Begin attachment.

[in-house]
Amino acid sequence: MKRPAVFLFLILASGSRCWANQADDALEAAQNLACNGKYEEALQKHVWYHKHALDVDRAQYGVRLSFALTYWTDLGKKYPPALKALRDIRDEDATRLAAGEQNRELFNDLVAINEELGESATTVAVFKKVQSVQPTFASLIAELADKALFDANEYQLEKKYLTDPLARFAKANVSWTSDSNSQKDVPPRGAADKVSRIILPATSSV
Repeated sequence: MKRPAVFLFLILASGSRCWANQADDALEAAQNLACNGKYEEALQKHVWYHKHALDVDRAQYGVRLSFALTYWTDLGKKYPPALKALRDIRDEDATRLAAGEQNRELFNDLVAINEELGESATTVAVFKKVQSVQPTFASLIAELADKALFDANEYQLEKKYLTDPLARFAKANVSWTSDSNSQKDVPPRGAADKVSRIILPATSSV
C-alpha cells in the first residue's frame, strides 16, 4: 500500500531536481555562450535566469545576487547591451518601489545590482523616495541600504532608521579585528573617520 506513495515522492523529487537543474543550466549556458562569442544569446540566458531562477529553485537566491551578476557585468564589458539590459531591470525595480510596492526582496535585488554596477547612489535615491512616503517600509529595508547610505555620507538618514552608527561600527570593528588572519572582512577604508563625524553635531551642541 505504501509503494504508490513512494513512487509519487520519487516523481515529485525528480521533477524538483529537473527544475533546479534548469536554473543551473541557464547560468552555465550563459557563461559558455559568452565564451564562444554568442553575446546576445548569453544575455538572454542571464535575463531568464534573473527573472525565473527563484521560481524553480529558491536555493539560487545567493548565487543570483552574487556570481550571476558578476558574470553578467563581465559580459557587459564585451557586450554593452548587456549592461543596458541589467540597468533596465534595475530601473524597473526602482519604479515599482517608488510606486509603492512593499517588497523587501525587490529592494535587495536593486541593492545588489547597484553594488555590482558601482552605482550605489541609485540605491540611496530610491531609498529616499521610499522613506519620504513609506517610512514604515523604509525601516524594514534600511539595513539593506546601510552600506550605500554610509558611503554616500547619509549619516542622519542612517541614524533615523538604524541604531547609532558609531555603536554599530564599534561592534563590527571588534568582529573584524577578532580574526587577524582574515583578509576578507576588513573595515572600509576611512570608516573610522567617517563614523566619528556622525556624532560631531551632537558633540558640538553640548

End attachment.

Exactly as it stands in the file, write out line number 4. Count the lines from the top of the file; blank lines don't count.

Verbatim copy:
C-alpha cells in the first residue's frame, strides 16, 4: 500500500531536481555562450535566469545576487547591451518601489545590482523616495541600504532608521579585528573617520 506513495515522492523529487537543474543550466549556458562569442544569446540566458531562477529553485537566491551578476557585468564589458539590459531591470525595480510596492526582496535585488554596477547612489535615491512616503517600509529595508547610505555620507538618514552608527561600527570593528588572519572582512577604508563625524553635531551642541 505504501509503494504508490513512494513512487509519487520519487516523481515529485525528480521533477524538483529537473527544475533546479534548469536554473543551473541557464547560468552555465550563459557563461559558455559568452565564451564562444554568442553575446546576445548569453544575455538572454542571464535575463531568464534573473527573472525565473527563484521560481524553480529558491536555493539560487545567493548565487543570483552574487556570481550571476558578476558574470553578467563581465559580459557587459564585451557586450554593452548587456549592461543596458541589467540597468533596465534595475530601473524597473526602482519604479515599482517608488510606486509603492512593499517588497523587501525587490529592494535587495536593486541593492545588489547597484553594488555590482558601482552605482550605489541609485540605491540611496530610491531609498529616499521610499522613506519620504513609506517610512514604515523604509525601516524594514534600511539595513539593506546601510552600506550605500554610509558611503554616500547619509549619516542622519542612517541614524533615523538604524541604531547609532558609531555603536554599530564599534561592534563590527571588534568582529573584524577578532580574526587577524582574515583578509576578507576588513573595515572600509576611512570608516573610522567617517563614523566619528556622525556624532560631531551632537558633540558640538553640548